Schieffer Hands Over The Anchor Desk

Before Bob Schieffer had the grand slam of Washington reporting jobs — working every beat inside the Beltway — before he started covering presidential conventions in 1972 and every one since, before he walked the White House grounds with the most powerful leader in the world, he covered a par two, 18th hole.

"Bob Schieffer, CBS News, at the National Put-Put Championship," he signed off that evening.

Back then, management didn't see Schieffer as anchor material. But he became the one CBS turned to in one of its darkest hours.

"Good evening, I'm Bob Schieffer. And tonight, we turn a page at CBS News," he said during his first broadcast as anchor of the CBS Evening News.

When Dan Rather stepped down 18 months ago following the National Guard document scandal, Schieffer, at age 68, became only the fourth solo anchor of the program.

Katie Couric, who becomes the anchor Sept. 5, spoke with Schieffer about the tough job he faced.


Watch an extended version of the interview.
"You really came in as the replacement quarterback, at a pretty difficult time for CBS News. It really was a difficult chapter," Couric said to her predecessor.

Schieffer agreed. "We were in a very hard place, Katie, a very hard place. And I said on the first broadcast, the first thing we have to do is get our credibility back."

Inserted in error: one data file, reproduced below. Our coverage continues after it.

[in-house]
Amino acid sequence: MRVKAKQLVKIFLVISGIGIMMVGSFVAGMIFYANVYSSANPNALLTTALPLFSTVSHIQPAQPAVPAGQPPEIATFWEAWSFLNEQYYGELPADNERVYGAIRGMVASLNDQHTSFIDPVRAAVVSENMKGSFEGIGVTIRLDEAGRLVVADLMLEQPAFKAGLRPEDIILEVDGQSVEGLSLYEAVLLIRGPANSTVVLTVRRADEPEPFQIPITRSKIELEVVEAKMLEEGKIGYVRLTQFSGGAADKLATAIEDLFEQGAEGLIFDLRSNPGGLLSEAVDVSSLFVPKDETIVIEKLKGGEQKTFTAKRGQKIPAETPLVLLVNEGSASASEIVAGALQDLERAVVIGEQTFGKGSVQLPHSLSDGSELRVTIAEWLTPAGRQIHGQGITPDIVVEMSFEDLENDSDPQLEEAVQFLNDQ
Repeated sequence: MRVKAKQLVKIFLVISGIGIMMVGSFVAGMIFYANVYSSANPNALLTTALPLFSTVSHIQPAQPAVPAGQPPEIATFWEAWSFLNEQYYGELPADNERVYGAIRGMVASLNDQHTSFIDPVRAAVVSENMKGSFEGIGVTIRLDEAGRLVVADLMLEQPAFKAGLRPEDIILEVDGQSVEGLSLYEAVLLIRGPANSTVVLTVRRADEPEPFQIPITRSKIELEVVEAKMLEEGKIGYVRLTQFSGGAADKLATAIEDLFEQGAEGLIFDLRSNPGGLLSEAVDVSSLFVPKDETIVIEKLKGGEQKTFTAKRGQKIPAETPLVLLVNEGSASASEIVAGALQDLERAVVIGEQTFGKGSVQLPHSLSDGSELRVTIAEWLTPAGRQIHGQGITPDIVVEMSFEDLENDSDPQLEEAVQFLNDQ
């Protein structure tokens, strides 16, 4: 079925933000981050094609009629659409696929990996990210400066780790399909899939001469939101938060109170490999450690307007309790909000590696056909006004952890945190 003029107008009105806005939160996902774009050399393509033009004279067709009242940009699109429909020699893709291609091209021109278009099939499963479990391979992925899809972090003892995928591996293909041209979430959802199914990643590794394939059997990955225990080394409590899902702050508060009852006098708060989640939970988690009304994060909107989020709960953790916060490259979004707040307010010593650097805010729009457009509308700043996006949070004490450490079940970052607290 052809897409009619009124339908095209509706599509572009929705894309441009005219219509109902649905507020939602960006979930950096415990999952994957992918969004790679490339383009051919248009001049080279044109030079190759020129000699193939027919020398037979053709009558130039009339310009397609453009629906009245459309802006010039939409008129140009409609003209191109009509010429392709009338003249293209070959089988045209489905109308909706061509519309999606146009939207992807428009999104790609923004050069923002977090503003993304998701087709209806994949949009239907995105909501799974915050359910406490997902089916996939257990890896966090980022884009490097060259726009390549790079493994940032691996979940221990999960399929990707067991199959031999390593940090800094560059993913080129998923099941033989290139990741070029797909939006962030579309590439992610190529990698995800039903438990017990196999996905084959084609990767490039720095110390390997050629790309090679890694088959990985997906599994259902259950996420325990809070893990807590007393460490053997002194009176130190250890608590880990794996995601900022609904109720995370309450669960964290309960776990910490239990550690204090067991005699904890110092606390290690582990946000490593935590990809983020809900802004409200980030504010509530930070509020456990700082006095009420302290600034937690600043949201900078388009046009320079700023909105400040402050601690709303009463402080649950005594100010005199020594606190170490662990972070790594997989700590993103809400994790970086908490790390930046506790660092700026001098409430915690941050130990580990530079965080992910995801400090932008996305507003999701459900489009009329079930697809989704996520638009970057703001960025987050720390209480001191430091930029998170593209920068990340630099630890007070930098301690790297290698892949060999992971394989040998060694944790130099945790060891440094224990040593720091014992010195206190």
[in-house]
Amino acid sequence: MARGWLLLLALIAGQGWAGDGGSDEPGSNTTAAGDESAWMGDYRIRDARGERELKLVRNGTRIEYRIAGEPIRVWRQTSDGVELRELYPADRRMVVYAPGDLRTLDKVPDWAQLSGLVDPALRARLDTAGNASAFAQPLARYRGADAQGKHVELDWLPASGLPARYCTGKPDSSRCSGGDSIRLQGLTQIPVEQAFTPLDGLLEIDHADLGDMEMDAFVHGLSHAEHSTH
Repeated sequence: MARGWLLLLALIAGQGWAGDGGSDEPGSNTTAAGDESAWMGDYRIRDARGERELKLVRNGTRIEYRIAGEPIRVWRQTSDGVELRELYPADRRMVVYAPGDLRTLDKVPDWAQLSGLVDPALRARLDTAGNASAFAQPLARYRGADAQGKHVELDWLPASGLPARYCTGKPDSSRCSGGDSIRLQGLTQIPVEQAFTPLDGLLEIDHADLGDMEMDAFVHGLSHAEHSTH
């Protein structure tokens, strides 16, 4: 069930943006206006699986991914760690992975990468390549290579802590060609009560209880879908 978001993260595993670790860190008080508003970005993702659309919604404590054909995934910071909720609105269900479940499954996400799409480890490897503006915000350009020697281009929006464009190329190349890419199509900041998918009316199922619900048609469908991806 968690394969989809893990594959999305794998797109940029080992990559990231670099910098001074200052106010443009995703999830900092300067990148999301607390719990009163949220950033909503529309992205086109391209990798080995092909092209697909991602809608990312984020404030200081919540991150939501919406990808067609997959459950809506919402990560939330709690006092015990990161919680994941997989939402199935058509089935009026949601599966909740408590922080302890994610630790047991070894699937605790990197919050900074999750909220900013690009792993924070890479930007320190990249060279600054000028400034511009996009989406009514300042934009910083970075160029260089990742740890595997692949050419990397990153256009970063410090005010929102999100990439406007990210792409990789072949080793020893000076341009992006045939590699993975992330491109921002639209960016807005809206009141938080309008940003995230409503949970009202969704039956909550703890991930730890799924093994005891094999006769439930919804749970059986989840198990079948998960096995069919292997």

And how does it feel to get so much attention and acclaim so late in his life?

"You want me to tell you a secret? I've really enjoyed it," Schieffer said.



Schieffer spoke about his transition with Early Show co-anchor Harry Smith. Among other things, they chatted about Schieffer's aspirations to be a songwriter! Bob also donned a cowboy that Early Show staffers got him. To watch that interview, click here.

Schieffer has been at CBS since he was 32, but started dressing for the job in the ninth grade, when he was occasionally seen wearing a bow tie. But he dropped the bow tie to become a beat reporter, covering the assassination of President John F. Kennedy, and later, covering the Vietnam War for his hometown paper.

"Personally, I'm thrilled to death. I'm a newspaper reporter and this is the name of the game," Schieffer explained back then.

Some 2,000 interviews later, he still sounds a lot like that 26-year-old newspaper man: "We need to go and find out what happened and tell people about it in a language they understand. And when we've done that, it can be a noble thing."

If he seems to keep it all in perspective, it's because he has some. Three years ago, Schieffer was diagnosed with bladder cancer. He didn't know if he'd be able to return to a job. He never imagined it would be the one he got.

"I'm the luckiest guy in the world that I got a chance to do, as an adult, what I wanted to do as a young person. I've had a wonderful, wonderful life, and it's a longer life than I probably deserved and frankly, that even I thought I would have. And I just hope I can make good use of the next chapter and the next days," Schieffer said.

And he credits his family for helping him on his incredible journey.

Schieffer noted, "I'm the product of many things and many people. I don't buy into this 'self-made man' business. From my mom and my wife, and my daughters, I've really learned from them. In the end, they helped and made me what I got to be."